The French Drawings in the Collection of His Majesty the King at Windsor Castle

The French Drawings in the Collection of His Majesty the King at Windsor Castle

The French Drawings in the Collection of His Majesty the King at Windsor Castle

The French Drawings in the Collection of His Majesty the King at Windsor Castle

Excerpt

The series of drawings of the French school in the Royal Library at Windsor is in many respects unique. In size it does not compare with the collection of the same school in the Louvre, nor probably even with that in the Hermitage; but in certain respects it is richer than either of these. Nowhere in the world is it possible to see a group of drawings by Nicolas Poussin, the greatest of all French classical draughtsmen, comparable in quality, range, preservation and associative interest with those at Windsor; and with the exception of the splendid series in the British Museum, the work of his great contemporary in landscape, Claude Gellée, is perhaps more beautifully represented in the Royal Library than in any other collection.

On the other hand in certain periods and styles the Windsor collection is remarkably weak. The sixteenth century is poorly represented; there are hardly any examples of the great draughtsmen of the eighteenth century, and the nineteenth century is to all intents and purposes limited to a series of official water-colours illustrating events connected with the life of the Court, none of which is by an artist of the first rank.

Both the strength and the weakness of the collection can be accounted for by the manner in which it was formed. If we ignore for the moment the nineteenth-century drawings, the greater part was acquired by two collectors, Frederick Prince of Wales and his son, George III. Naturally their choice was governed by the official English taste of the period, which is best defined in the Discourses of Sir Joshua Reynolds. For him European art consisted of the classical tradition as it was founded by Raphael and Michelangelo--both nobly represented at Windsor--revived by the Carracci at the beginning of the seventeenth century, and carried on by certain members of the Roman school of the next generations. The work of these artists--Domenichino, Andrea Sacchi and Carlo Maratta, together with Guido Reni, and Guercino, who continued the tradition of the Carracci in Bologna-- bulks largest in the Royal Library, and indeed fills half of the shelves devoted to the Italian school. With this group of painters are closely associated the two most purely classical artists of the time, French by birth but Roman by adoption, namely Poussin and Claude, the former of whom was regarded by Reynolds as almost the equal of the great Renaissance masters. It is therefore natural that the two founders of the Royal collection should have paid particular attention to the acquisition of works by these artists.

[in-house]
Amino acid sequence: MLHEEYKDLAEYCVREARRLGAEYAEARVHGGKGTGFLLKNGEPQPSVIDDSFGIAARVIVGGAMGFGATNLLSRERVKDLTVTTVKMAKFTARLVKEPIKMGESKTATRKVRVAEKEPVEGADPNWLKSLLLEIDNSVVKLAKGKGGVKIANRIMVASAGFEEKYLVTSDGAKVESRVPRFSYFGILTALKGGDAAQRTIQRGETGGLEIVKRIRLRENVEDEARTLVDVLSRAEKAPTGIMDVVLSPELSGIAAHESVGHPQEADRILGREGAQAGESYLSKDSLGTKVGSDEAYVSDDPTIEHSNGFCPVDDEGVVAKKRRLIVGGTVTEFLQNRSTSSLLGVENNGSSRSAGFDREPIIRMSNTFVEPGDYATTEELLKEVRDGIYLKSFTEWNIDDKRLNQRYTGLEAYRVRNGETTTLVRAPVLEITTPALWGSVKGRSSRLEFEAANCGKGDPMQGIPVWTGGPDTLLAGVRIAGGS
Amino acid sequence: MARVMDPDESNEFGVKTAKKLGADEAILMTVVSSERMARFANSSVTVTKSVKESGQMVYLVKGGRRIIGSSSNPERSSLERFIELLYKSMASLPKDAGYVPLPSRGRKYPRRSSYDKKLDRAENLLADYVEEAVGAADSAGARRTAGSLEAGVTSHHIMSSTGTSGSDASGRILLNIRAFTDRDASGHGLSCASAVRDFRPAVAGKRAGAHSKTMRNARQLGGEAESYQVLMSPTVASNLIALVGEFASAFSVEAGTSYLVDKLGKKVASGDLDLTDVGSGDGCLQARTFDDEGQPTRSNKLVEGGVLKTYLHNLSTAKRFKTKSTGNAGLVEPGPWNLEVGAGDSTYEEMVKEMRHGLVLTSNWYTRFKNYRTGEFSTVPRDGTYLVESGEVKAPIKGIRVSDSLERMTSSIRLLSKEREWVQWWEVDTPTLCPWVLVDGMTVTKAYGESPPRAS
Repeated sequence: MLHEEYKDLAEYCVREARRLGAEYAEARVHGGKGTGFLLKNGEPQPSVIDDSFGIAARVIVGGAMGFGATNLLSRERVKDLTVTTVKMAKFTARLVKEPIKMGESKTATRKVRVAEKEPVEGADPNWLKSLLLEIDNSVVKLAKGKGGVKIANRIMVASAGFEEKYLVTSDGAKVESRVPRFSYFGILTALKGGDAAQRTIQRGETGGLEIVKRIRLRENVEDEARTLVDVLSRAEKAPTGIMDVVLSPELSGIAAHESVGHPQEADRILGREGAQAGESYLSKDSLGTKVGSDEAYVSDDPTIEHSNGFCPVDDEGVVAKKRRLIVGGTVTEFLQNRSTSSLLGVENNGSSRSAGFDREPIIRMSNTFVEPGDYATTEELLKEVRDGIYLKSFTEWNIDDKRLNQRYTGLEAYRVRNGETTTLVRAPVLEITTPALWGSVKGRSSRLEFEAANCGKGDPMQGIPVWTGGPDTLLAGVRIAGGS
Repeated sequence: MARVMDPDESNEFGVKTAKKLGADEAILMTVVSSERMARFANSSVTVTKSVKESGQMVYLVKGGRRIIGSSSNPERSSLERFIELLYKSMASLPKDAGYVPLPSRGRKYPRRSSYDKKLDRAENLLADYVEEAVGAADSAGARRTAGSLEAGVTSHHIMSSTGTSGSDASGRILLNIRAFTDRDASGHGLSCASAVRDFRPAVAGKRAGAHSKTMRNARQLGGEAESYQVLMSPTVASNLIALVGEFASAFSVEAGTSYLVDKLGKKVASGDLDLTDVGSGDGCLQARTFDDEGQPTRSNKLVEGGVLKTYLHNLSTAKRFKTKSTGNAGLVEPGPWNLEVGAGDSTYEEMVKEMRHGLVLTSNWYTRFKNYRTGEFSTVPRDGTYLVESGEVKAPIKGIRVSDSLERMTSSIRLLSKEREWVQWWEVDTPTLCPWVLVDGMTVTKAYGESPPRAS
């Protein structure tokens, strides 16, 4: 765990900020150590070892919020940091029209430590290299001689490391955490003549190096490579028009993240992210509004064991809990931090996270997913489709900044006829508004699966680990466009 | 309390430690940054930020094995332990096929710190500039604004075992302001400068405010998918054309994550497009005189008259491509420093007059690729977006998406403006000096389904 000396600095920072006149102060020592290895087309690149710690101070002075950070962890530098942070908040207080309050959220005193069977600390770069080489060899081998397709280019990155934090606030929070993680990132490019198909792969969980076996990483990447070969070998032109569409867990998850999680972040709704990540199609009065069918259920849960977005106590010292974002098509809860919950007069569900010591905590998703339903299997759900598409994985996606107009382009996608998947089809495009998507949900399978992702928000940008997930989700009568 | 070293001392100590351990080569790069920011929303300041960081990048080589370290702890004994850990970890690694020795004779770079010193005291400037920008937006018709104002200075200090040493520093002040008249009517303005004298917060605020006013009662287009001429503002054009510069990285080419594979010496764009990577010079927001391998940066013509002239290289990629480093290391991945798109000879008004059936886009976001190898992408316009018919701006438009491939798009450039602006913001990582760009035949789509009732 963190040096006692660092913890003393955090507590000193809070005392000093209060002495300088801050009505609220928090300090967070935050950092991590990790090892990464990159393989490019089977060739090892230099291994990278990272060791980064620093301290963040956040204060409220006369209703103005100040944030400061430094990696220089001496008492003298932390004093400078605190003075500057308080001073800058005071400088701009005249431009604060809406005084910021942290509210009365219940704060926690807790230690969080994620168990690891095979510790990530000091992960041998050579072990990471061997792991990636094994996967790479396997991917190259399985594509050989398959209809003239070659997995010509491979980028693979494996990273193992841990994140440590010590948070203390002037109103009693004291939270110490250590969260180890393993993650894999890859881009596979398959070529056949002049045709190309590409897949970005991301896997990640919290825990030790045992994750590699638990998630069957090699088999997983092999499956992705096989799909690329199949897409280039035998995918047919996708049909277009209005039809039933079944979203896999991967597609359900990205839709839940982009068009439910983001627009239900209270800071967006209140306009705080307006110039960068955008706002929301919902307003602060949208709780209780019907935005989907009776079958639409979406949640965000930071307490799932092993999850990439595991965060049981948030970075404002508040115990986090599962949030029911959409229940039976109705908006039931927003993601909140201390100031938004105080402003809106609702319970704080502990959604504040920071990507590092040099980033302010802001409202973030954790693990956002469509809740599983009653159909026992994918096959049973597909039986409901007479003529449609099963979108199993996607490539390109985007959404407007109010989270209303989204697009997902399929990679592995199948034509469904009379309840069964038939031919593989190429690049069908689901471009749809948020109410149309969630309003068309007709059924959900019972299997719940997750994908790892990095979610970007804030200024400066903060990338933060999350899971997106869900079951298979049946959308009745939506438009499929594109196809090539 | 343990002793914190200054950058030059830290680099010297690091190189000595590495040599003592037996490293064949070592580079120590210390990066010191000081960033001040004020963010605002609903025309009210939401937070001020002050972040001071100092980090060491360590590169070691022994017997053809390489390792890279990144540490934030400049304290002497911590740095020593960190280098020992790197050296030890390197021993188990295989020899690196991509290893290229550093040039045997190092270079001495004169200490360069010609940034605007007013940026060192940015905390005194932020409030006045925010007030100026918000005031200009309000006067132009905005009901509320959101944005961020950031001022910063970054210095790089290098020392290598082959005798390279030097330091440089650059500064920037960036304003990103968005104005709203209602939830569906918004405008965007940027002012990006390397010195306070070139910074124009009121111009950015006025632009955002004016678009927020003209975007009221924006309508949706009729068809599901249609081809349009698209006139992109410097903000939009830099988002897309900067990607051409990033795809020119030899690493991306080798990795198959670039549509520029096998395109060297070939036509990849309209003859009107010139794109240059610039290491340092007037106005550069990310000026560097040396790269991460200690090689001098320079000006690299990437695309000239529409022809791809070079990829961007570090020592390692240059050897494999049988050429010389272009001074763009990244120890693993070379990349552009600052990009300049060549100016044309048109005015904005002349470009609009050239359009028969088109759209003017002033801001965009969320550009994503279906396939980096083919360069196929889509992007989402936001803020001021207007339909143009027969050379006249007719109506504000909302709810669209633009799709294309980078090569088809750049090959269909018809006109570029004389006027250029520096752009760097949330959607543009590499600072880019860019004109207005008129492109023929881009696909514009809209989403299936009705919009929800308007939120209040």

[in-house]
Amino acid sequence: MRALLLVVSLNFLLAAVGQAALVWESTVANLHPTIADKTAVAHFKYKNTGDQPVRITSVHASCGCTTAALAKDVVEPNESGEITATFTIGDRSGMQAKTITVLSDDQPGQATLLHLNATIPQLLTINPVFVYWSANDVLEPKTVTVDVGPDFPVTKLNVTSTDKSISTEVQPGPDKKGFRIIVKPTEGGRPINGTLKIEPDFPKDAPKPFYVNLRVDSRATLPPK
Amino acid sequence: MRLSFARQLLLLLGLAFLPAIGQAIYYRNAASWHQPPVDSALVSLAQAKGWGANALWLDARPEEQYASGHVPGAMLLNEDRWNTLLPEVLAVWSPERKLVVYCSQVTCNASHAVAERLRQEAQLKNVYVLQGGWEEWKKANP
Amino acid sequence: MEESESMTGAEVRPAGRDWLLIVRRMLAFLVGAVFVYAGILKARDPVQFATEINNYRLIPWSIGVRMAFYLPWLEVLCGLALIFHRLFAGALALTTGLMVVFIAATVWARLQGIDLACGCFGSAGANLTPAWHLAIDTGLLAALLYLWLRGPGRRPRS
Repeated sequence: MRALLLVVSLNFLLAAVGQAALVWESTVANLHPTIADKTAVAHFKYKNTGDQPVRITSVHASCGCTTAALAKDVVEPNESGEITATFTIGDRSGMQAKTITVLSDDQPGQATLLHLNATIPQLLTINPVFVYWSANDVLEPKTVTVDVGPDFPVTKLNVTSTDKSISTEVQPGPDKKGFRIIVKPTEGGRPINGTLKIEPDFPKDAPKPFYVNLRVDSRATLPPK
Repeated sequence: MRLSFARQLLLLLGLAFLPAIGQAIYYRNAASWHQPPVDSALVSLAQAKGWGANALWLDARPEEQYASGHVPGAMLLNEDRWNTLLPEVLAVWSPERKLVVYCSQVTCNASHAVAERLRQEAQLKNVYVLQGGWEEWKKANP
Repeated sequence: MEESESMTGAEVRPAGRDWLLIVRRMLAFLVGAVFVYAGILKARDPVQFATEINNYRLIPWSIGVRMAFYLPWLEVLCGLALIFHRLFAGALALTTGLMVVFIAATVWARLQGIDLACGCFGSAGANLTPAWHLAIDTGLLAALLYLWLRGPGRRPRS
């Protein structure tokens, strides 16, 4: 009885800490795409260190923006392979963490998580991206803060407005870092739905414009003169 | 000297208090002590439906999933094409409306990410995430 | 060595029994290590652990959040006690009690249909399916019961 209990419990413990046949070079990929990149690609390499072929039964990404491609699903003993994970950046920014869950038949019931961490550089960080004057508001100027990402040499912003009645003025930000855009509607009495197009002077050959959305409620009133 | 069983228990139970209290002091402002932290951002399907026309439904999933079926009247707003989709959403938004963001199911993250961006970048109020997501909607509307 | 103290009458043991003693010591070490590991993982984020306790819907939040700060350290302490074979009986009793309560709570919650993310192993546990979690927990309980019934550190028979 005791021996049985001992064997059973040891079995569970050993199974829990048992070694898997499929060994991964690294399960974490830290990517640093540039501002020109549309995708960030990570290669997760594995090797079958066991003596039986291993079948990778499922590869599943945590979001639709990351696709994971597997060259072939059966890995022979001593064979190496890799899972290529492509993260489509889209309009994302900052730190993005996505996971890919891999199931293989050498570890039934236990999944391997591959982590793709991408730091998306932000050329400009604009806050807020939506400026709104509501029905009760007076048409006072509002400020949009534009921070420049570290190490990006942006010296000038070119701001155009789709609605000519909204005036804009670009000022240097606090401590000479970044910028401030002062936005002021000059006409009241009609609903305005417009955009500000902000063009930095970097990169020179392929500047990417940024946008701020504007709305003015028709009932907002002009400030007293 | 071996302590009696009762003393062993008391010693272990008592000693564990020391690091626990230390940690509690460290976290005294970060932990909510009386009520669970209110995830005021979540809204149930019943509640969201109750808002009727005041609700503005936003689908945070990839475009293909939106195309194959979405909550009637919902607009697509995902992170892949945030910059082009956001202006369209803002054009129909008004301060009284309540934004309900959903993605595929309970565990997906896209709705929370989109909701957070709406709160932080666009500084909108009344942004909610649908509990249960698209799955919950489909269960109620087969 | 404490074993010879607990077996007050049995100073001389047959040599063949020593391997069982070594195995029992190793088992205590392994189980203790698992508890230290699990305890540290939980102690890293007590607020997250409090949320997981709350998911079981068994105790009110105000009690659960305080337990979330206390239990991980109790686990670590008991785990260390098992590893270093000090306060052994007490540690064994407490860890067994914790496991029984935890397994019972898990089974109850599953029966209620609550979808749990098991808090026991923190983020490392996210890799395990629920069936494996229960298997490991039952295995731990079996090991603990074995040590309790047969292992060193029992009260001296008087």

The same rigid taste accounts for the gaps in the French drawings at Windsor. To Reynolds and his contemporaries the work of sixteenth-century French artists would have seemed 'Gothic', and it could have had at most a purely historical significance. It was no doubt this interest that led to the acquisition of the portrait drawings representing ladies and gentlemen of the court of France which form more than half of the sixteenth-century section. In the same way French art of the eighteenth century had little to offer to those who thought like Reynolds. The Rococo was too frivolous, and the naturalism of painters like Chardin lacked idealism and classicism. It is therefore natural that the drawings of this period at Windsor should be somewhat insignificant, and most of them have . . .

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